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The Transfarmation Project: Empowering Farmers to Escape a Destructive Cycle

By Shanteya Hudson

When Paula and Dale Boles took over Dale's father's farmland in North Carolina, they thought that poultry farming would be a good way to work the land until they were ready to pass it on to their children. They obtained a contract with Case Farms, eventually switching over to Tyson, and built two poultry barns to company specifications, going $300,000 in debt to do so. It seemed like a good situation, though-as long as they could make their annual mortgage payment of $40,000, they'd be able to pay it off within 10 years.

But soon, other expenses started getting tacked on. Tyson required a new computer system to control the temperature in the barns. This was another $70,000. Their propane bill averaged around $25,000 per year. Not making the updates wasn't really an option-no matter how much time and money you invested to be a farmer for the company, they could cut your contract at any time.

And the income wasn't quite what they expected. Companies like Tyson pay their farmers in what's called a tournament system. There's a base pay, but whoever raises the best flock and has the best "feed conversion"-the biggest birds for the least feed- makes the most money, and payment decreases the further you go down the ladder. This essentially pits all the regional farmers against each other.

Challenging company representatives, even on small things, resulted in retribution. Paula Boles says sometimes they'd intentionally bring you a "bad flock," keeping your yields low and locking you into the bottom rung of the tournament system.

"If you complain too much, they just start sending you bad flocks of chickens," she says.

The Boles' situation with Tyson was far from unique. While contract farming, or "factory farming," has been exposed in the media for being exploitative of animals, the farmers who sign contracts with companies like Tyson, Perdue or other big players in animal agriculture also find themselves backed into a financial corner. But, over the last several years, there has been a wave of efforts to find ways to support farmers transitioning out of factory farming. The Boles, who raised their last flock for Tyson about nine years ago, are proof that getting out is possible.

"Now to have come through it, it's been a long process," says Boles. "It hasn't been easy, but we've lived to tell about it, so to speak."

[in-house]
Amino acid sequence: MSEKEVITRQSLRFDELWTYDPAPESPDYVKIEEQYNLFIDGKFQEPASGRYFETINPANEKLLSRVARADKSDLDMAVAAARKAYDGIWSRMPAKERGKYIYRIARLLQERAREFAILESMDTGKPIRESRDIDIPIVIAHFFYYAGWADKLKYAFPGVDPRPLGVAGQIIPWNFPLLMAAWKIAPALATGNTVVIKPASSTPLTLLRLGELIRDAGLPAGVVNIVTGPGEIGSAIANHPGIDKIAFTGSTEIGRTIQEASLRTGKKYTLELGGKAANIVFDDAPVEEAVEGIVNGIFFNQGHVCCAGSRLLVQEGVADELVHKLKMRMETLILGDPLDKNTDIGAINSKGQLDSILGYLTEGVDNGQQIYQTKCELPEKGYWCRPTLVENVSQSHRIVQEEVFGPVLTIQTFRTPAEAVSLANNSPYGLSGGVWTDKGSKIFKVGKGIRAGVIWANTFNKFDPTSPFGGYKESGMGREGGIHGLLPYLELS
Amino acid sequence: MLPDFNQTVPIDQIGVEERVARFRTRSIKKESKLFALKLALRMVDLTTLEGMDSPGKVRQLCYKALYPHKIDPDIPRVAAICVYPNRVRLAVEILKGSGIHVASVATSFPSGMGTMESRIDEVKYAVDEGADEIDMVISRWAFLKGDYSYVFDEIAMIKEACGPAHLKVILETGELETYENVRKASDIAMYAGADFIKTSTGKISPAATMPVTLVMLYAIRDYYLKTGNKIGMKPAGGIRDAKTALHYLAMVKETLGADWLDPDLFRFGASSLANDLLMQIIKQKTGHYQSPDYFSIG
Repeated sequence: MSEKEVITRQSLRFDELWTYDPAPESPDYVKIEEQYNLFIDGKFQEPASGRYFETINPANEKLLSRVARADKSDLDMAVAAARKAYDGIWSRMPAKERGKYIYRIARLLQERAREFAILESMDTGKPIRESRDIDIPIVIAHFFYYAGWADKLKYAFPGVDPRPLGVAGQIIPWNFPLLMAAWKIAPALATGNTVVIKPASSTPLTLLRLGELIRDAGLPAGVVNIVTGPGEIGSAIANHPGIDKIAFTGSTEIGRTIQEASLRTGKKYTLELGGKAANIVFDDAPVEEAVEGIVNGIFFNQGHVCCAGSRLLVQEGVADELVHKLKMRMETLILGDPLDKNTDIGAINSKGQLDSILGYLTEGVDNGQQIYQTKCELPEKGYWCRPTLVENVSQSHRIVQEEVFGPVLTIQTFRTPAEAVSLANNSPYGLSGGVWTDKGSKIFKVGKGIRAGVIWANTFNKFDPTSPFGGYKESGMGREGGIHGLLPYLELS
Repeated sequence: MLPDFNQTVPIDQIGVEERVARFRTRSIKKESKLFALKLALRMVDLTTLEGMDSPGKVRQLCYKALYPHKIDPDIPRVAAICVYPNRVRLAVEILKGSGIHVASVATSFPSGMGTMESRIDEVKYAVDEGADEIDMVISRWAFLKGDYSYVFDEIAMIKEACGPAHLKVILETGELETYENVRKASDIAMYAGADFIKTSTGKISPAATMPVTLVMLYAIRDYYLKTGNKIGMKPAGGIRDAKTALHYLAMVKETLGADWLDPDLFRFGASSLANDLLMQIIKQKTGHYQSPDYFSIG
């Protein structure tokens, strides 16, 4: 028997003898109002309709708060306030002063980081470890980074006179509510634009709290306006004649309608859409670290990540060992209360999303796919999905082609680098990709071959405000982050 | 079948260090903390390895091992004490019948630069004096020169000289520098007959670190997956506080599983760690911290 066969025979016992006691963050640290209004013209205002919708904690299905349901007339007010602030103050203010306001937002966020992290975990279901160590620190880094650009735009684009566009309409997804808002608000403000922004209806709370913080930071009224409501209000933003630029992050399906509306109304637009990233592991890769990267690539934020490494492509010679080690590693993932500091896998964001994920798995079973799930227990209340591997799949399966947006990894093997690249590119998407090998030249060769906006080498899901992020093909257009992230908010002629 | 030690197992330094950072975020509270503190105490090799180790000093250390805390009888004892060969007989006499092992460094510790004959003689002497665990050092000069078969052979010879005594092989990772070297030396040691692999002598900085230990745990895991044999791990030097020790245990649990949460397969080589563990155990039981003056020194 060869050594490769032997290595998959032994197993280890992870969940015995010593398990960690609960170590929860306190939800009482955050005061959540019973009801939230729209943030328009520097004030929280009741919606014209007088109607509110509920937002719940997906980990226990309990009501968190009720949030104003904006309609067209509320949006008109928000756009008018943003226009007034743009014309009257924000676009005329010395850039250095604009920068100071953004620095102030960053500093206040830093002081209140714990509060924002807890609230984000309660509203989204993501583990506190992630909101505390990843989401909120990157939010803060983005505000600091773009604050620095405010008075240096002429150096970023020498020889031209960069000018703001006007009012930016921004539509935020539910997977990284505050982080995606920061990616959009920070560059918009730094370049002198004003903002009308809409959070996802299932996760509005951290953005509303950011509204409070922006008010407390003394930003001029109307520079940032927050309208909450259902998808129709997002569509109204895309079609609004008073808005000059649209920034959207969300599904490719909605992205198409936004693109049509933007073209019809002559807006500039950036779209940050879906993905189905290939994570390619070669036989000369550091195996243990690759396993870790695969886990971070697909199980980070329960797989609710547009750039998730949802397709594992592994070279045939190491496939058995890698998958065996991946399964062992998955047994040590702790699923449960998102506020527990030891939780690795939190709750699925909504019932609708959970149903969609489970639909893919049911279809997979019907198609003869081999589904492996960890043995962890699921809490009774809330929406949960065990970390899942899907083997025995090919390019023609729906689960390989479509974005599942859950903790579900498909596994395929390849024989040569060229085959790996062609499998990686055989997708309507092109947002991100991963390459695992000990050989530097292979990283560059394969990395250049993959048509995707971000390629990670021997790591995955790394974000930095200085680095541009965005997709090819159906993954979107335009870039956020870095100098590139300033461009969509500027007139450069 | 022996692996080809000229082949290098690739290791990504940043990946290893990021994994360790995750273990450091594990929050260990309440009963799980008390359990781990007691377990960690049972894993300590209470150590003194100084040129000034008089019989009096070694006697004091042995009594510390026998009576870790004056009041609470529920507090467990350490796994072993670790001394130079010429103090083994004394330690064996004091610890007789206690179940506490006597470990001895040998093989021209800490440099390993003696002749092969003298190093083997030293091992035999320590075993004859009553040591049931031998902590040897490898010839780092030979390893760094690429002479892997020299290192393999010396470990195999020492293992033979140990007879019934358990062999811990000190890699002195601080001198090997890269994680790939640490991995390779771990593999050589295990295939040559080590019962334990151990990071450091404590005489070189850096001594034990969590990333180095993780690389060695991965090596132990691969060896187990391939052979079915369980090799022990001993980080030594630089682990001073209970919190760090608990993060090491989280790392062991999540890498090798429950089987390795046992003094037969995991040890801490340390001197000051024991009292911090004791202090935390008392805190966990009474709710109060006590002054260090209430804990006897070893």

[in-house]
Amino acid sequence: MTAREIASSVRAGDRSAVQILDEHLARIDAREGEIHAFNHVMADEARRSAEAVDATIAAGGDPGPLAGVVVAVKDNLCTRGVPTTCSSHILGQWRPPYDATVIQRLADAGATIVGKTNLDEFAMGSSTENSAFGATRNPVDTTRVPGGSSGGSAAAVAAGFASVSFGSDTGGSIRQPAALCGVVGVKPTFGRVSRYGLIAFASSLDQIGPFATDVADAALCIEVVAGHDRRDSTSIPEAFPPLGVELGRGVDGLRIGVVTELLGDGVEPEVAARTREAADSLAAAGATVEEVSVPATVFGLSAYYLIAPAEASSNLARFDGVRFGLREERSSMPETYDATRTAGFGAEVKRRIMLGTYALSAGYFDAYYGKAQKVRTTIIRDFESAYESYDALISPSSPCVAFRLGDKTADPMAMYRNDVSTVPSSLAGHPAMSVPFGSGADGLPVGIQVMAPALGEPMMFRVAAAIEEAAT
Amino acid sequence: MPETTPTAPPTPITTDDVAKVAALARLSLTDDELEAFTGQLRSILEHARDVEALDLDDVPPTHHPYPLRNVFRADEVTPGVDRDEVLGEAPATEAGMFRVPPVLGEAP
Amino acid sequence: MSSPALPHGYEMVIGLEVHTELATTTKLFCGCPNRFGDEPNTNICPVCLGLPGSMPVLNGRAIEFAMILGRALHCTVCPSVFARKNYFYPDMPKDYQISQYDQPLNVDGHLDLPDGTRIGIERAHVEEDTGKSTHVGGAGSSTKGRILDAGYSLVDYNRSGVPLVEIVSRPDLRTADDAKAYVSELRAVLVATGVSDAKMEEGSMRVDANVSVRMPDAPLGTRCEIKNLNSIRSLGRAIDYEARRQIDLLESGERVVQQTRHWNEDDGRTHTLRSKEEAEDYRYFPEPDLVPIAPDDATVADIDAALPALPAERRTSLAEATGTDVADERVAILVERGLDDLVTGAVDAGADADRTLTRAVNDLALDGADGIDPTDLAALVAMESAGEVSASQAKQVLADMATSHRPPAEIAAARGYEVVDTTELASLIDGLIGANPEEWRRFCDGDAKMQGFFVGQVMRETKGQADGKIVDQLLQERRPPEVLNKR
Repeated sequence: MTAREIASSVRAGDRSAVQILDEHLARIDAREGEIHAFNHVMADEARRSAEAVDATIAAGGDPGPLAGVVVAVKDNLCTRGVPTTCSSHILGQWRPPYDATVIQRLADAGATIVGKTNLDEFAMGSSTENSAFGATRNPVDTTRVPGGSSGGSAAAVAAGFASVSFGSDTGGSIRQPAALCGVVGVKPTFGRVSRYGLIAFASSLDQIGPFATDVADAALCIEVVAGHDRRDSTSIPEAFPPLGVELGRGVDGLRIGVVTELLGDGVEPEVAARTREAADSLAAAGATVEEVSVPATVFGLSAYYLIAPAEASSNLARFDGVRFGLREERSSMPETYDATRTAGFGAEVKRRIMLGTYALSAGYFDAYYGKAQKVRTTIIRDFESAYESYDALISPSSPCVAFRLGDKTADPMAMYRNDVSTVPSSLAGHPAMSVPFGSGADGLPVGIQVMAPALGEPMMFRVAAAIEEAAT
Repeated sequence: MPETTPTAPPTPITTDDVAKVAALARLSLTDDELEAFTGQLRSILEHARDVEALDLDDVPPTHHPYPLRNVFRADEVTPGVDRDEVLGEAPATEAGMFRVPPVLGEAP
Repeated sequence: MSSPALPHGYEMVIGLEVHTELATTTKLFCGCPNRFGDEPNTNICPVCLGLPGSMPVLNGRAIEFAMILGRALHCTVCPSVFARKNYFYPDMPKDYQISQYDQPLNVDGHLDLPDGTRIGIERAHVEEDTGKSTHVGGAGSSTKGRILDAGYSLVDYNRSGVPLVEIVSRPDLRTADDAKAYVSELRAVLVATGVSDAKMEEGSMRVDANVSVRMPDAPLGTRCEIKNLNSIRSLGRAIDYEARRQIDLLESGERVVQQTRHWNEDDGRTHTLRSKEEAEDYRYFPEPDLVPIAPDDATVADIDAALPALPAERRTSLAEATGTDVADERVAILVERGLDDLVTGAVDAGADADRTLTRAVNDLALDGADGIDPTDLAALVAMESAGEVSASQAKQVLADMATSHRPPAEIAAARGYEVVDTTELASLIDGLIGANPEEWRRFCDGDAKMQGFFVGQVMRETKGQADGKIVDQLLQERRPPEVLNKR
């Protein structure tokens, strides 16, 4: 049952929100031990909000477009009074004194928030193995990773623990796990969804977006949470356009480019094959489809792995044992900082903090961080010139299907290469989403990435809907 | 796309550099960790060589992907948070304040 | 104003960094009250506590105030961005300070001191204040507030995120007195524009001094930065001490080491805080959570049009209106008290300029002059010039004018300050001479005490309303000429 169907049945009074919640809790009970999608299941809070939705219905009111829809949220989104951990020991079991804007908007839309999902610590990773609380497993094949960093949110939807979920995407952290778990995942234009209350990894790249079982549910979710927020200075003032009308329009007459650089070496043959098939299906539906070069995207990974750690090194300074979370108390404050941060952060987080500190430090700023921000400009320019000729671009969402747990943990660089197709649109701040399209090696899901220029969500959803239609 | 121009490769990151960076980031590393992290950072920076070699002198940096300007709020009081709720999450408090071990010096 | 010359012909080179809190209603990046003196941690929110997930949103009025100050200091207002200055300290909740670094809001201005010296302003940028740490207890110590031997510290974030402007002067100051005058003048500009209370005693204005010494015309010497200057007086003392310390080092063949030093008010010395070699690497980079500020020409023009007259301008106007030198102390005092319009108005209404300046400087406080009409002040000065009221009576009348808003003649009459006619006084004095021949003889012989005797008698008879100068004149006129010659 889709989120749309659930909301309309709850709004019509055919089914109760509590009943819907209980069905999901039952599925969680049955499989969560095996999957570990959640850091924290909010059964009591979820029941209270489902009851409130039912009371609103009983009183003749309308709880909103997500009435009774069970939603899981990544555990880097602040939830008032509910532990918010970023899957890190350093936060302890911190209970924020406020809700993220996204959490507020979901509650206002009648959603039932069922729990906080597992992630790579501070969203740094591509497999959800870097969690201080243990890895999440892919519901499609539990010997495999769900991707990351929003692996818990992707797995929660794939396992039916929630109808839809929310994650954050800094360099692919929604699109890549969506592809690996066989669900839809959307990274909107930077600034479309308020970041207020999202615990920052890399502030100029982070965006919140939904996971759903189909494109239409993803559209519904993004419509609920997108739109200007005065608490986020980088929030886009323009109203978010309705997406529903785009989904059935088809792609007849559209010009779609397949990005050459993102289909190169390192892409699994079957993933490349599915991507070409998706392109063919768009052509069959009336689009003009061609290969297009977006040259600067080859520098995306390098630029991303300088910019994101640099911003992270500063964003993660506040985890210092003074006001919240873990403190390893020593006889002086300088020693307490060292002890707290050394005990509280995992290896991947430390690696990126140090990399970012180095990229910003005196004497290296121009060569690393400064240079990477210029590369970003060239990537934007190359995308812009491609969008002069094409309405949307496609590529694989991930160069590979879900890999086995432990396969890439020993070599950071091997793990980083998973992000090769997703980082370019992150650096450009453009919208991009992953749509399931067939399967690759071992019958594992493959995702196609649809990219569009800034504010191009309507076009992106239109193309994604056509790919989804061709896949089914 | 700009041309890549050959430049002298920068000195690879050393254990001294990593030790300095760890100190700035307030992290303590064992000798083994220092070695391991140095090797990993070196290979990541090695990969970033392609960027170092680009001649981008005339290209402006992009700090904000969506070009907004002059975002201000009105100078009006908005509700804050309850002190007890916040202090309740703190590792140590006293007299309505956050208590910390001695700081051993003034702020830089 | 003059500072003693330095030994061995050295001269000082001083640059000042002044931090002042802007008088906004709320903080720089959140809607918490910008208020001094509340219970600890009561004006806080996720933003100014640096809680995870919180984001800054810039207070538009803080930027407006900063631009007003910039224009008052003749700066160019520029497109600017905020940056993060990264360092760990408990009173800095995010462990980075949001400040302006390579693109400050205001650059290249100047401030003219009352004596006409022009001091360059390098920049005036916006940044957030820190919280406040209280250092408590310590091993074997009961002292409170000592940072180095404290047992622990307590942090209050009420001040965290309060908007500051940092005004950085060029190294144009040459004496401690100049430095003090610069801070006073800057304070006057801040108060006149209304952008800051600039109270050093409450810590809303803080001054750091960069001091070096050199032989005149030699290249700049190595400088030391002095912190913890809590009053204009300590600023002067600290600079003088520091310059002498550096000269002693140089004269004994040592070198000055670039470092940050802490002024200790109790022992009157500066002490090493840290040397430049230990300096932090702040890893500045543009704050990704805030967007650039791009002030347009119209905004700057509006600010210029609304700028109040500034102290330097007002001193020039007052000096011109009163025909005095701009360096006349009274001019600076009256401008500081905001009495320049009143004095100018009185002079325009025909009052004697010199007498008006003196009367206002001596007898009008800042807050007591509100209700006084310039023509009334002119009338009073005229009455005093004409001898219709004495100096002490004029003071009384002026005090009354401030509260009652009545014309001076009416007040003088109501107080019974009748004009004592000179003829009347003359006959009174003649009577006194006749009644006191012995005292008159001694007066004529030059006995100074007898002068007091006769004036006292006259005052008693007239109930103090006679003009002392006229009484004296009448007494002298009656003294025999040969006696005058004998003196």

Creating pathways

Tyler Whitley is the director of transfarmation for The Transfarmation Project, an initiative of Mercy for Animals. He has helped work with 12 farms to get them out of the industrial system-a system, he says, that is designed to exploit them.

"The way that the current structure of factory farming is designed is that...the steps that carry with it the most risk and the most debt and the most liability are transitioned to the farmers," he says. "And so what you have is you have farmers building these extremely expensive facilities at the very specific direction [and] design of the company that they're working for. But they don't own the animals."

The Transfarmation Project was founded by Leah Garcés. Whitley says that Garcés realized that ending factory farming would necessitate support systems for the farmers.

"She thought that if we're going to be able to end factory farming, it's not just about creating a different system that runs parallel, like you might see a lot of organizations doing when they talk about agroecology or regenerative farming [and] things of that nature," says Whitley. "But you have to actually create transition paths for farmers to exit out of factory farming."

And these pathways can be difficult to find and establish. Debt is one of the biggest hurdles to transitioning out of contract farming, says Whitley. And it's not simply that the farmers have debt but a specific type of debt that requires lender authorization before farmers can make a change.

Two of the other big challenges relate to the question: If not contract farming, then what? If you're choosing to grow a different crop, a big obstacle is the learning curve-all forms of farming require specialized knowledge that makes changing lanes difficult. The other hurdle is marketing. When you have a contract, you don't need to market your product, because you only have one buyer. This is also part of what makes factory farming inherently risky for the farmer.

"They don't market the animals directly, so they have one customer," says Whitley. "If you're a business that has only one customer, you have a very high amount of risk for your business if you should lose that customer."

Before The Transfarmation Project can help farmers find specific buyers for new crops, it needs to have a pretty good idea of what would feasibly bring in an income for the farmer. For this, it turns to Highland Economics for market analyses. Highland Economics has composed reports on a handful of specialty crops of The Transfarmation Project's choosing, such as hemp, edible flowers, strawberries and microgreens.